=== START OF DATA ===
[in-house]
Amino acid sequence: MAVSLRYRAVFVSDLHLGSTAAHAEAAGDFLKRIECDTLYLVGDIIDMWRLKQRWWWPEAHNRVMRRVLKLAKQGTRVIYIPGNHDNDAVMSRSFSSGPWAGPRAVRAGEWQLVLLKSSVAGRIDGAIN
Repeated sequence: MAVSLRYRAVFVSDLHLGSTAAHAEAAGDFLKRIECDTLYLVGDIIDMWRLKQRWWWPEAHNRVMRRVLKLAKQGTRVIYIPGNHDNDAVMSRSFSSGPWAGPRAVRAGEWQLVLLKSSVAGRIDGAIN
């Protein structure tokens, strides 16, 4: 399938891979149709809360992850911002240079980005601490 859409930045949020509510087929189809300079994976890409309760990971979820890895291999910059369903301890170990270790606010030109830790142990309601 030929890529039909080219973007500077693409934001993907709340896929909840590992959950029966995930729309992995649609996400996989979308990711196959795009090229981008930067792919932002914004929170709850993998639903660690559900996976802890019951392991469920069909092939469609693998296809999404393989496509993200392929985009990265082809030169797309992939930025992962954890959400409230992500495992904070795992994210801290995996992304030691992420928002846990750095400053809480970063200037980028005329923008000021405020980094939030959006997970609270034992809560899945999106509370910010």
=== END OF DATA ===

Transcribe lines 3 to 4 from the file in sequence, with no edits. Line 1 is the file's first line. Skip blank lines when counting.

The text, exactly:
Repeated sequence: MAVSLRYRAVFVSDLHLGSTAAHAEAAGDFLKRIECDTLYLVGDIIDMWRLKQRWWWPEAHNRVMRRVLKLAKQGTRVIYIPGNHDNDAVMSRSFSSGPWAGPRAVRAGEWQLVLLKSSVAGRIDGAIN
């Protein structure tokens, strides 16, 4: 399938891979149709809360992850911002240079980005601490 859409930045949020509510087929189809300079994976890409309760990971979820890895291999910059369903301890170990270790606010030109830790142990309601 030929890529039909080219973007500077693409934001993907709340896929909840590992959950029966995930729309992995649609996400996989979308990711196959795009090229981008930067792919932002914004929170709850993998639903660690559900996976802890019951392991469920069909092939469609693998296809999404393989496509993200392929985009990265082809030169797309992939930025992962954890959400409230992500495992904070795992994210801290995996992304030691992420928002846990750095400053809480970063200037980028005329923008000021405020980094939030959006997970609270034992809560899945999106509370910010």